Steven Sinofsky, president of Microsoft's Windows Division, gave the first comprehensive demonstration of Windows 8 Wednesday at the All Things Digital 9 (D9)conference in Rancho Palos Verdes, Calif.
Although Sinofsky showed the upcoming operating system running on an Intel x86 platform, another Microsoft (NASDAQ: MSFT) executive halfway across the world at the giant Computex trade show in Taipei later gave a demo of Windows 8 running on an ARM CPU, reiterating the company's stance that it will run on both architectures.
Despite the touch-centric UI, however, that does not mean users will be stuck with that as the only option.
"Although the new user interface is designed and optimized for touch, it works equally well with a mouse and keyboard ... [which] means ... you get to use whatever kind of device you prefer, with peripherals you choose, to run the apps you love," Larson-Green said.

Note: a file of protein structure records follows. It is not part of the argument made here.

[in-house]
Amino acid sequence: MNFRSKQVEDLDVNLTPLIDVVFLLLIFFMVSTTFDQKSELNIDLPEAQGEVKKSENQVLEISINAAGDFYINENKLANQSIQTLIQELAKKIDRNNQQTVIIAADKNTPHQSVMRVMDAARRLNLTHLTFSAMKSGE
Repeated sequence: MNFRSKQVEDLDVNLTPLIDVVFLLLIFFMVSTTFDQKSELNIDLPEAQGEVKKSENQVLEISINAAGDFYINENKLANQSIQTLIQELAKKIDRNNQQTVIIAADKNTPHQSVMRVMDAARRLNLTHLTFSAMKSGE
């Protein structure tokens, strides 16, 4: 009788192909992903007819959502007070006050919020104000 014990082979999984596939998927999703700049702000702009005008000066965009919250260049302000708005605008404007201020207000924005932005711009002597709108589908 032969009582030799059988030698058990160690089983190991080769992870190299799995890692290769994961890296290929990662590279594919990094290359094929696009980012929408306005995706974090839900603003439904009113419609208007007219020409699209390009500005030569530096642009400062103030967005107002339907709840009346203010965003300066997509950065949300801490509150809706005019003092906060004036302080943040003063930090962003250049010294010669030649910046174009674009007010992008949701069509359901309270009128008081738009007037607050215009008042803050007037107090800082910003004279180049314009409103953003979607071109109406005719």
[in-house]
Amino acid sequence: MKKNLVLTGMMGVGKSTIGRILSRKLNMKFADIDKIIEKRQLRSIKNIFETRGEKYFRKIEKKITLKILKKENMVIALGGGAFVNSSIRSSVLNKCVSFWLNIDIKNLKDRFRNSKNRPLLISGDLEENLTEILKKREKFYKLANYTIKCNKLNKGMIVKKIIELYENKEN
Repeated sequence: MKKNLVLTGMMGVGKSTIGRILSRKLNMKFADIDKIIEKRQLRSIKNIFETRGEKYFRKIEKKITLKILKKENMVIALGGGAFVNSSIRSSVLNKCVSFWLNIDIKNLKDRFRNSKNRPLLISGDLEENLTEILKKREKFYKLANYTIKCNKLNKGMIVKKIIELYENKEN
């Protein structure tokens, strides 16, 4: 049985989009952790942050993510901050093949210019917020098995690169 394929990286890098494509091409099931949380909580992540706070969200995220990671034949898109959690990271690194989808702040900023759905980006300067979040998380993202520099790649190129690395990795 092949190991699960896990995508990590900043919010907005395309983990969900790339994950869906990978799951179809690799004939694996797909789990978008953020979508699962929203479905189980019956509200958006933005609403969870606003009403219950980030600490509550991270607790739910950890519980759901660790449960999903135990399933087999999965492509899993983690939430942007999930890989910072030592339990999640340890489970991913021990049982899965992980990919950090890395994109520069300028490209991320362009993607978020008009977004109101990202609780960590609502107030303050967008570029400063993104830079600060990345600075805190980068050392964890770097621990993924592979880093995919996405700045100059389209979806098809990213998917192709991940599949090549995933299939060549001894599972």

Neither will developers and users be limited to apps written in HTML5. There will be support for "classic" Windows applications as well, albeit they may not run under Windows 8 on ARM, since the chip architecture is so different from Intel's x86 environment.
In fact, Intel and Microsoft last month had a dustupover ARM versus x86 versions of Windows 8.
"The full capabilities of Windows continue to be available to you, including the Windows Explorer and Desktop, as does compatibility with all Windows 7 logo PCs, software and peripherals," Larson-Green added.
The company has not "officially" said when Windows 8 -- the system's current codename -- will ship, although Microsoft CEO Steve Ballmer told an audience in Japan last month that it will arrive next year, something that chagrined his own public relations team, causing them to say that Ballmer had misspoken.
Microsoft plans to reveal more about Windows 8 in September at a new developers conference it has dubbed Build, which will be held in Anaheim, Calif.